We tell a lot of stories here. I discovered the power of stories when Pumpkin was still very new and Peanut was struggling with all kinds of fears. We had the fear that animals would crawl into the mitten that Pumpkin lost while we were walking at the lake one day. We had the fear of a fox at the front door and a wolf at the back door. We had the complete and total non-participation at soccer and ballet class, which I assumed was some kind of fear at the time. With each of these, I became better and better at the stories.
Each night at bedtime, Peanut would ask for a story, and I'd make one up for her. Usually we would make the main character an animal or a little girl, dealing with the same kinds of things she had been having trouble with that day. We had a story about a fox who came to our garden to eat lettuce, and so we taught him how to grow his own garden in the woods. We had an alligator who was really worried about playing soccer, and didn't like the gym because he couldn't hear with all the echoing in the room. We had a nice family of bunnies who used a mitten as their home. We had some general stories about fun stuff too - a girl named Simone who played in the snow and then came in to have cocoa with her mom. Lots of stories about preschool...
At some point, she began to ask for particular stories, and then she began to develop the story with me. "Mama, tell me the Simone story." "Mama, tell me a story about Samantha going to school and Max's mommy picks us up." "Tell me a story about a fox." "Mama, tell me a story about Samantha playing in the sandbox all day." She'd pick things that she had either struggled with or wanted to do, and I'd start the story asking her clarifying questions along the way - "Did Samantha's mom and brother drive to school too?" "Did she play in the sandbox and the pool?".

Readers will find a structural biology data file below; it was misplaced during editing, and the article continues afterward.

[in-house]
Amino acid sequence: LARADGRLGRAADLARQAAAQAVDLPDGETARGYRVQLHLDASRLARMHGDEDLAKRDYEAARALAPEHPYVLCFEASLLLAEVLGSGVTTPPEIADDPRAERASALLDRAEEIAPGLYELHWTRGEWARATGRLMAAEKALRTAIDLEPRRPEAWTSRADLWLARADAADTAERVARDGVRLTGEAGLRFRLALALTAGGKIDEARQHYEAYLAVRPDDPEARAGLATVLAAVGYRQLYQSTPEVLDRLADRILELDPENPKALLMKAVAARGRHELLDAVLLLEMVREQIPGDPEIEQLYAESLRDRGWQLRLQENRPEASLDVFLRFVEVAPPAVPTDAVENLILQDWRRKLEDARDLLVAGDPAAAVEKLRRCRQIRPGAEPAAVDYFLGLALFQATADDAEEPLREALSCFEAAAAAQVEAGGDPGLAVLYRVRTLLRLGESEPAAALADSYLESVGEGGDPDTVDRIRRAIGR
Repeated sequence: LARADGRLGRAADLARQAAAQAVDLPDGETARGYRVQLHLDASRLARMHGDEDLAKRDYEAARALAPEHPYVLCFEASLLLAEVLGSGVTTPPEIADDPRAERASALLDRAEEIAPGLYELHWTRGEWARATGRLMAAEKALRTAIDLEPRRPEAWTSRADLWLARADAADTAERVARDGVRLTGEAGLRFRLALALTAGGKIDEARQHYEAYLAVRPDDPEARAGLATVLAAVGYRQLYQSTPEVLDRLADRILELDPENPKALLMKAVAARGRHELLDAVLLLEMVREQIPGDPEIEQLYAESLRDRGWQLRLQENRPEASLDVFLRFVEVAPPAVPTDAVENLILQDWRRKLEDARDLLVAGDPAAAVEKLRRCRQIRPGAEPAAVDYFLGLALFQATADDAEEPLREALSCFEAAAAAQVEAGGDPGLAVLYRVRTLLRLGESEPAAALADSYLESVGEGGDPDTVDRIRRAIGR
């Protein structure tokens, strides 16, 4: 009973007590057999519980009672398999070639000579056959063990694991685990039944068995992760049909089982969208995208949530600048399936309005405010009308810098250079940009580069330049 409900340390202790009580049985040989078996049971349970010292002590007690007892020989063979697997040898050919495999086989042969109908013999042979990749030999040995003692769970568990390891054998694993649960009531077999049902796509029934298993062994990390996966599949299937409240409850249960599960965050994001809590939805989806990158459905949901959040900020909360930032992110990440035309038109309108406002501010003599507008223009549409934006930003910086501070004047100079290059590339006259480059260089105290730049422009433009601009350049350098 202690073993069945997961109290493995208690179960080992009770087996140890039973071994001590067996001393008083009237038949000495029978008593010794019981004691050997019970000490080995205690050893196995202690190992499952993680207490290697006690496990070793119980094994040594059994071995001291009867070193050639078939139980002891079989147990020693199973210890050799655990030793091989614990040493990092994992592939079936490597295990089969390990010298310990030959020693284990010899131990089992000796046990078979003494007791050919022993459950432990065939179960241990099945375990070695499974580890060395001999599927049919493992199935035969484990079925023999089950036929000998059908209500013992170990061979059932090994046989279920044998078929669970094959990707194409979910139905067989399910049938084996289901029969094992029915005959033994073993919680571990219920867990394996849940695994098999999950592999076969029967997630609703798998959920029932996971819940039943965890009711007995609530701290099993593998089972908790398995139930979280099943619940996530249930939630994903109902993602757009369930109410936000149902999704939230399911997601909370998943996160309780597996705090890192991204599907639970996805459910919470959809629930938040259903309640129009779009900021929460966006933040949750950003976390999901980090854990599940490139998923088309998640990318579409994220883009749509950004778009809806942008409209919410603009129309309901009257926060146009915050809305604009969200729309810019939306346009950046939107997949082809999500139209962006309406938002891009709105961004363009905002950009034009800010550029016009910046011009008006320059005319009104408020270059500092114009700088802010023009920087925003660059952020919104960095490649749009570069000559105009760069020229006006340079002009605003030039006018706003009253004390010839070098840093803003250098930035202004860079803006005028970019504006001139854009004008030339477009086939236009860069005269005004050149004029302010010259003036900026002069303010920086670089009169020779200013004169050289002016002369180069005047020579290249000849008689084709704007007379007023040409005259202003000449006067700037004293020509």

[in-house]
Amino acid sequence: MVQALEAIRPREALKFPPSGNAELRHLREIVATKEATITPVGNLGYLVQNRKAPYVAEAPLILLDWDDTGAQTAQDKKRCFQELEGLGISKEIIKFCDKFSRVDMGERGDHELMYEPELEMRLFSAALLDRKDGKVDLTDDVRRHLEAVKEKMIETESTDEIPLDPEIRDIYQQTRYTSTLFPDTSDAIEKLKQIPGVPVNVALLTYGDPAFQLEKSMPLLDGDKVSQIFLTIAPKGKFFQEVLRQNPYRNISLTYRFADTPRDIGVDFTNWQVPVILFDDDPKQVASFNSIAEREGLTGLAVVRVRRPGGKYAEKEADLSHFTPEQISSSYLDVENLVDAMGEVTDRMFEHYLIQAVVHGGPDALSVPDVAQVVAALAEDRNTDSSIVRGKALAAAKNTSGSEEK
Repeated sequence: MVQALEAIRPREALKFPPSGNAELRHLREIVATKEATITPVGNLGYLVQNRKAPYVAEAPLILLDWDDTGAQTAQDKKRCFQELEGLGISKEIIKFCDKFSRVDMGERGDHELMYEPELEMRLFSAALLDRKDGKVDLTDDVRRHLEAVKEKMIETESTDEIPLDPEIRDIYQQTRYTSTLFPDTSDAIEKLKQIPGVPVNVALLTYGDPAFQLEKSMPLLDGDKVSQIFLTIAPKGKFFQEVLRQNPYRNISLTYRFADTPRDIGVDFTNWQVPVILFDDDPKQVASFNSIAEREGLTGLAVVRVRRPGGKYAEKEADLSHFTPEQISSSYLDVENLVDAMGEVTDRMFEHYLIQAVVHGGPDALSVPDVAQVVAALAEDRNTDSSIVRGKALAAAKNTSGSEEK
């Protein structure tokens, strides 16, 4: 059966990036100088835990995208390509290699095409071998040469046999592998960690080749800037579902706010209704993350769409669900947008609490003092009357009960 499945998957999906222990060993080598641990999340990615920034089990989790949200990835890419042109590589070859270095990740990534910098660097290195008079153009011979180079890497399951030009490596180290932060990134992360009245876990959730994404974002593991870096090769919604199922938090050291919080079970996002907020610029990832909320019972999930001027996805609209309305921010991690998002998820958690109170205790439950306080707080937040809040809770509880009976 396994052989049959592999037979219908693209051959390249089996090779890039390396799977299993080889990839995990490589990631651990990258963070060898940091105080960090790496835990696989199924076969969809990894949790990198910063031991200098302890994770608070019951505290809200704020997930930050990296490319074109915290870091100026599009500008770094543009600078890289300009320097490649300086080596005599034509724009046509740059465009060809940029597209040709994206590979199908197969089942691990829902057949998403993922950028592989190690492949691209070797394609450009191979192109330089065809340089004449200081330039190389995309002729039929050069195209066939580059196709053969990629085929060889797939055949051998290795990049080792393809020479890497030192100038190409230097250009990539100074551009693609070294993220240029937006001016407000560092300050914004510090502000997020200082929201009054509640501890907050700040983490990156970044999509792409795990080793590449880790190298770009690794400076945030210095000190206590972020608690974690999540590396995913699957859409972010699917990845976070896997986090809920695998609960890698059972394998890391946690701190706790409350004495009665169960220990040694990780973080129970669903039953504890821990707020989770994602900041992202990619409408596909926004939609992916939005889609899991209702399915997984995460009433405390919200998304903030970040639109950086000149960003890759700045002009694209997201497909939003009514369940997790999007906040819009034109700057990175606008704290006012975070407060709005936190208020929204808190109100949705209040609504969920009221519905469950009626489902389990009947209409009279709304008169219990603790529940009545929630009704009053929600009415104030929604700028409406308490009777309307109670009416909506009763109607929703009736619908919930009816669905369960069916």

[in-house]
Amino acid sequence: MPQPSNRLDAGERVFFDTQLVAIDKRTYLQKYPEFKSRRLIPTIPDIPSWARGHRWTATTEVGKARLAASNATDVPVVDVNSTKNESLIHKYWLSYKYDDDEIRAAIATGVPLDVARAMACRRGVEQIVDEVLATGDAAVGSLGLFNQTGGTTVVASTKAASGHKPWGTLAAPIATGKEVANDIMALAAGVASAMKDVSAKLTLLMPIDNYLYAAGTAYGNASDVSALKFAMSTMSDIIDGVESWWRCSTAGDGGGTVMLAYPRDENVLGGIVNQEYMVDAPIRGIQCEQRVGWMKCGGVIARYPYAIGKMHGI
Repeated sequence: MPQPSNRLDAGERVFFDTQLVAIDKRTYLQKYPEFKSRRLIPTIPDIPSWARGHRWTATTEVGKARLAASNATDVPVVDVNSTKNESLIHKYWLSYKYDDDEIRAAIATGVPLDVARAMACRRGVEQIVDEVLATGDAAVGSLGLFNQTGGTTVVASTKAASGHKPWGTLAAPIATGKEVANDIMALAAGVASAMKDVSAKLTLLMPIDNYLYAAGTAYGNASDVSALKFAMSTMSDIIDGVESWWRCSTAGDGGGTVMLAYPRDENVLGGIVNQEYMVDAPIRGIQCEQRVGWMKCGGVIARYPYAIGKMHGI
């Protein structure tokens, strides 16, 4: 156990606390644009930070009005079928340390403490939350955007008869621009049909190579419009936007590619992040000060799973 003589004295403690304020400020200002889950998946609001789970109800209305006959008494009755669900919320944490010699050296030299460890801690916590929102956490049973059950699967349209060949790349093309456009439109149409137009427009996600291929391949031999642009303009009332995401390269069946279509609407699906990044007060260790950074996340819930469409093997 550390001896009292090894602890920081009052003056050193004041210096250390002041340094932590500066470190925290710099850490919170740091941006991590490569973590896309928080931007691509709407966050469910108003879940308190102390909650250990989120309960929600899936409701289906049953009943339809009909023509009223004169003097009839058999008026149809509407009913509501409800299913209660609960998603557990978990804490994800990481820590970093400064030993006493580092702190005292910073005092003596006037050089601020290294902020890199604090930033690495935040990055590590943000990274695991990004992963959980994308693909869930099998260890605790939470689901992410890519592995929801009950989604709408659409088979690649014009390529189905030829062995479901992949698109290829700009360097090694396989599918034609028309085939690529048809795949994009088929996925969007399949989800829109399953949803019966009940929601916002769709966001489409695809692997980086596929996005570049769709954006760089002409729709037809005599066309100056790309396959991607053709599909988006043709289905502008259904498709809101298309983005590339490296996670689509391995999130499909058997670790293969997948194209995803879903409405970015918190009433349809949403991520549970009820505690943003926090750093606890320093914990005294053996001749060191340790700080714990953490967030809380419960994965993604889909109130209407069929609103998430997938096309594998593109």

Often, these stories have shed some light on what was a confusing mash of feelings and behaviors. You know, sometimes kids have all kinds of turmoil about stuff we just don't think twice about. Last night, Peanut was done with her diner (some food still on the plate) and went to ask her brother if she could have some of his chicken. She politely asked, he said no, and she asked again. He said no again, this time not so sweetly. I chimed in with something about him having already said no, and that she still had some food on her plate if she was hungry. She turned and with this very angry face started telling me that "You don't say anything! You don't get to read me books! I'm going to bed!" and stomped off. A few minutes later, I went into her room and she was tucked into bed with a sullen look on her face. I started to tell a story. "Once upon a time, there was a girl who had a little brother. She mostly liked him, but sometimes he really got on her nerves. One night..." When I got to the part about her being so frustrated that her mom and dad always took his side, her eyes grew big. When I got to the part about her mom coming into her room after she had stomped out of the kitchen, I got a little smile. When I got to the part about the little girl being the light of her mom's life, and that her mom was working really hard to make sure that everyone in the family gets what they need and knows they are loved, I got a hug.
A few minutes of very powerful stuff. Try it - you might be really surprised at where it leads.